The Hodges Village dam is part of an existing Corps of Engineers flood control project located on the French river, near Oxford, Massachusetts in the US. Constructed in 1959, this embankment dam is 652m long and reaches a maximum height of 16.5m above the inlet channel invert. The embankment crest at an elevation of 158.55m provides 1.5m of freeboard above the designed maximum surcharge pool (el 156.9 m).
The foundation deposits beneath the dam embankment consist mainly of three types of materials. The overall geological profile is divided into two separate reaches by a buried bedrock ridge near the middle of the dam. To the right of the ridge (looking downstream) across the old river channel, the foundation materials consist mainly of well-graded sandy gravel with traces of silt overlying bedrock and numerous boulders. On the left side a deep pre-glacial valley is present below a low dam embankment and left abutment peninsula. The foundation materials consist of clean well-graded stratified gravelly sands and sandy gravels with numerous thin, highly pervious open work gravel strata overlying a layer of relatively uniform graded stratified sands, with silt and silty sands and occasional silt and gravel strata. The embankment of the main dam consists of homogeneous pervious fill with a downstream rockfill shell.
Although the dam was founded on a highly pervious foundation, no provision for an impervious clay cut-off through the foundation, nor an impervious core through the embankment, was made in the original design. The purpose of these would have been to prevent underseepage through the foundation of the dam due to the proposed limited flood control storage pools.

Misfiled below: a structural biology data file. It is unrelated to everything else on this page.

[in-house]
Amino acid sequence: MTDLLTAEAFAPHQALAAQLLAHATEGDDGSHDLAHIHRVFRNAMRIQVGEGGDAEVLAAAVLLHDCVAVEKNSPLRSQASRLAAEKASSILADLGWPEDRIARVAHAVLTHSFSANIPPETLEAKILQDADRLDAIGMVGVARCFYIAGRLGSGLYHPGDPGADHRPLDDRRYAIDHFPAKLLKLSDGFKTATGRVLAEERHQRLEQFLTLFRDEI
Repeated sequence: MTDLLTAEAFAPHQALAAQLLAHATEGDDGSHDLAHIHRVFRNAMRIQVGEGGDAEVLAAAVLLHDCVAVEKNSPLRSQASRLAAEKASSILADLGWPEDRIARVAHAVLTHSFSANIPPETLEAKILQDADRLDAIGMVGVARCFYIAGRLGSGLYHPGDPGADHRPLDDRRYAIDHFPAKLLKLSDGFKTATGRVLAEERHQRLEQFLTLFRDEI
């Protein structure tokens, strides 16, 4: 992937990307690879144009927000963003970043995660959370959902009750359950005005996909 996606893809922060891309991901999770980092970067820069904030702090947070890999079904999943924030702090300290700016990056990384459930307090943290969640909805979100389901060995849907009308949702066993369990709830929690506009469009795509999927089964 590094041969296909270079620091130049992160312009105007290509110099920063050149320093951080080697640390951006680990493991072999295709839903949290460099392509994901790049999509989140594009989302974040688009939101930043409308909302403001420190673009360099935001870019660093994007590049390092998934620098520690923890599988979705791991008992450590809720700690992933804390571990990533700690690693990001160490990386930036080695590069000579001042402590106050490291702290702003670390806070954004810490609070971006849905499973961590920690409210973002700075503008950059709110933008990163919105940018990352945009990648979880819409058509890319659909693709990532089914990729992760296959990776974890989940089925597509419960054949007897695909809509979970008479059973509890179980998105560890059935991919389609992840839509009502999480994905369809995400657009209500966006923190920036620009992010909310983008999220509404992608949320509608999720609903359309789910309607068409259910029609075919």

Over the past few decades, seepage and internal erosion have became recurring problems at Hodges Village dam, even during flood events of a frequency as low as 10 years. High exit gradients during flood events have caused sand boils, internal erosion and loss of foundation materials due to piping and damage to the access roads, following excessive seepage through the downstream slopes.
First evidence of this occurrence was observed during the 1968 flood event (a 20-year flood) when the reservoir pool reached an elevation of 148.8m (3.8m below the spillway crest). Seepage emerged from the slopes of the left abutment embankment causing considerable damage to the access road. The second flood event, exceeding a 10-year frequency, occurred in 1987 with the reservoir pool reaching an elevation of 150.5m (2.4m below the spillway crest). Seepage emerged in several areas at the toe of the dam and on the slopes of the left abutment. Several sand boils developed along a 180m area around the tailwater pond downstream of the left abutment.
The worst situation developed during the 1993 flood event; a 10-year event. The reservoir pool reached an elevation of 148.4m (4m below the spillway crest). A big depression measuring about 3.6m in diameter appeared on the surface of the access road located above the foundation drains. In only a few hours, this depression developed into a large sink hole about 15m long — threatening the integrity of the entire left abutment.
Emergency action was undertaken and steel sheet piles were driven into the area surrounding the sink hole to cut off the seepage water and to provide stability to the walls. This action prevented complete failure of the dam.
In view of the recurring problems developed dur-ing the mod-erate flood events, the Corps of Engineers was very concerned about the ability of the dam to impound safely the floods for which the project was designed. An extensive study evaluated the reliability of the dam and its existing condition.
A concrete cut-off wall was selected as the most practical and reliable solution to the problem, based on the specific conditions at the dam site. The cut-off wall was modelled at both spillway and surcharge pool conditions and at various wall depths to determine the most effective depth.